“The church should be a movement for those who were denied their rights and plunged into such poverty that they were deprived of their full status as human beings. The poor should take the example of Jesus and use it to bring about a just society.
“Most controversially, the Liberationists said the church should act to bring about social change, and should ally itself with the working class to do so. Some radical priests became involved in politics and trade unions; others even aligned themselves with violent revolutionary movements.
“A common way in which priests and nuns showed their solidarity with the poor was to move from religious houses into poverty stricken areas to share the living conditions of their flock.”[v]
As with many movements Liberation Theology waxes and wanes depending on circumstances. But recently – concurrent with the Black Lives Matter movement – two events brought my thoughts back to Liberation Theology.
First, last August Pope Francis told reporters he wants the beatification of Oscar Romero to be done quickly. “Romero is a man of God,” Francis said, and the process “must move now.”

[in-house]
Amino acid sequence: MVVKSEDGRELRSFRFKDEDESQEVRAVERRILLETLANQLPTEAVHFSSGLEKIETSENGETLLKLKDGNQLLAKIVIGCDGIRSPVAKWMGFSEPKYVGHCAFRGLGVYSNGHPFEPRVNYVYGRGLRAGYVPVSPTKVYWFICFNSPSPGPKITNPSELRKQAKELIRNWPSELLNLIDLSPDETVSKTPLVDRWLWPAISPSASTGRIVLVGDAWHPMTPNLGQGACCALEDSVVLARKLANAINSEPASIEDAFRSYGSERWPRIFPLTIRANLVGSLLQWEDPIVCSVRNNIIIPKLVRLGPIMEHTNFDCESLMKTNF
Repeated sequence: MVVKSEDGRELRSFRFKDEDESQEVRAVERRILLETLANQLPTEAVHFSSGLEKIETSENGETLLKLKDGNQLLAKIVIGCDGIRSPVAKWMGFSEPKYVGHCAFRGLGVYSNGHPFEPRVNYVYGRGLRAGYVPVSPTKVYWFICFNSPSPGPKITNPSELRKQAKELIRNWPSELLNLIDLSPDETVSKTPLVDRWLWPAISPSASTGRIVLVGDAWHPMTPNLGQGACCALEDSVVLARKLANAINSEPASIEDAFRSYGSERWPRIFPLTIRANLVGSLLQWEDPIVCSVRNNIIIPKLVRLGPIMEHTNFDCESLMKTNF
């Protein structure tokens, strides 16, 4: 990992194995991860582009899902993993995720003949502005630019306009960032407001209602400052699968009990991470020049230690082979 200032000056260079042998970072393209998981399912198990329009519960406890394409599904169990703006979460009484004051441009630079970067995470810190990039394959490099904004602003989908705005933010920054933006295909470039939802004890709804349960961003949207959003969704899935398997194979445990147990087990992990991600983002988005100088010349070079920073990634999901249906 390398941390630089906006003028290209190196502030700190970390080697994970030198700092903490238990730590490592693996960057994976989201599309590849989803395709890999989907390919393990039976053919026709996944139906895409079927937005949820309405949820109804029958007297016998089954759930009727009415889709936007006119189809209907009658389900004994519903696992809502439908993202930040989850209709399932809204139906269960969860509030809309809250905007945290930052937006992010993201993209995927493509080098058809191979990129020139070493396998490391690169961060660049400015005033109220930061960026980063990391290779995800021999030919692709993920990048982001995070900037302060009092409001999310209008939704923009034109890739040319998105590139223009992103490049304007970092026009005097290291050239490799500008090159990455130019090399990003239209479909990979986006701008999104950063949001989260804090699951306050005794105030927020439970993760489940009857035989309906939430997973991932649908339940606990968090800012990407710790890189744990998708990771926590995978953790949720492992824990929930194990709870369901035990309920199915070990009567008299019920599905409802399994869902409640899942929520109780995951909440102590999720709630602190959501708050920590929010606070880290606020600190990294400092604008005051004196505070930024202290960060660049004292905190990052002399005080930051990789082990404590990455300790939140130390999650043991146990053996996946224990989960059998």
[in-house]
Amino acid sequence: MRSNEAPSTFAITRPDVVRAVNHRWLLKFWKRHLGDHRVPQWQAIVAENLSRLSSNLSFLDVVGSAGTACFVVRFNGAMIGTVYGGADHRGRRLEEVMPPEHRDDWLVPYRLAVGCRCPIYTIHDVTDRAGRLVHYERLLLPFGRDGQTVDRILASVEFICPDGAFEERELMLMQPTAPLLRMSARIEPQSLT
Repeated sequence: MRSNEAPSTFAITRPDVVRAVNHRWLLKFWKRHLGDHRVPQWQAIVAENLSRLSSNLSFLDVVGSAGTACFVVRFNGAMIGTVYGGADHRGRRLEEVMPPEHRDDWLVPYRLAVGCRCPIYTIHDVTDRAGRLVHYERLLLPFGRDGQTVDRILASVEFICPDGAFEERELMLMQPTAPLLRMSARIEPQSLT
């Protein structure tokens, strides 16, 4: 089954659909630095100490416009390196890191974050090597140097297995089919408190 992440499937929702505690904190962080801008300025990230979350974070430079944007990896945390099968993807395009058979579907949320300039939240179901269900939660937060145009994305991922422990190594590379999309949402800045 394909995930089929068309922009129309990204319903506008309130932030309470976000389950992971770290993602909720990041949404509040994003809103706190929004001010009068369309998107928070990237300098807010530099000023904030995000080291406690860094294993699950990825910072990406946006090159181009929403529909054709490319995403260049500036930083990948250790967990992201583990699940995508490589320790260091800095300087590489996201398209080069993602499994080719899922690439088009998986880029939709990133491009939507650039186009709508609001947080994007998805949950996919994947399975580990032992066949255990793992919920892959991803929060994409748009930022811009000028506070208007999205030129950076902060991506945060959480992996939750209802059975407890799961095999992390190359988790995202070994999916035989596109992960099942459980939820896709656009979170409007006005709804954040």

Pope Francis’s signal that the late Salvadoran Archbishop now has a legitimate path to sainthood is the latest in a series of statements to trigger media speculation that he seeks to build a better, more harmonious relationship with the liberation movement. It seems the pope is moving the Church toward a greater awareness of the plight of the world’s poor and marginalized, perhaps as part of a broader sweep of reform.
Pope Francis has stirred the pot with some of his decisions and pronouncements, and while I realize a good many people who now identify as Unitarian Universalist have come to us out of a place of heartache or woundedness from their time in the Roman Catholic Church, I think it’s a good thing to pay attention to what any current pope is saying. It affects a lot of people, many of whom are our friends. It can also affect public policy, about which many Unitarian Universalists are concerned.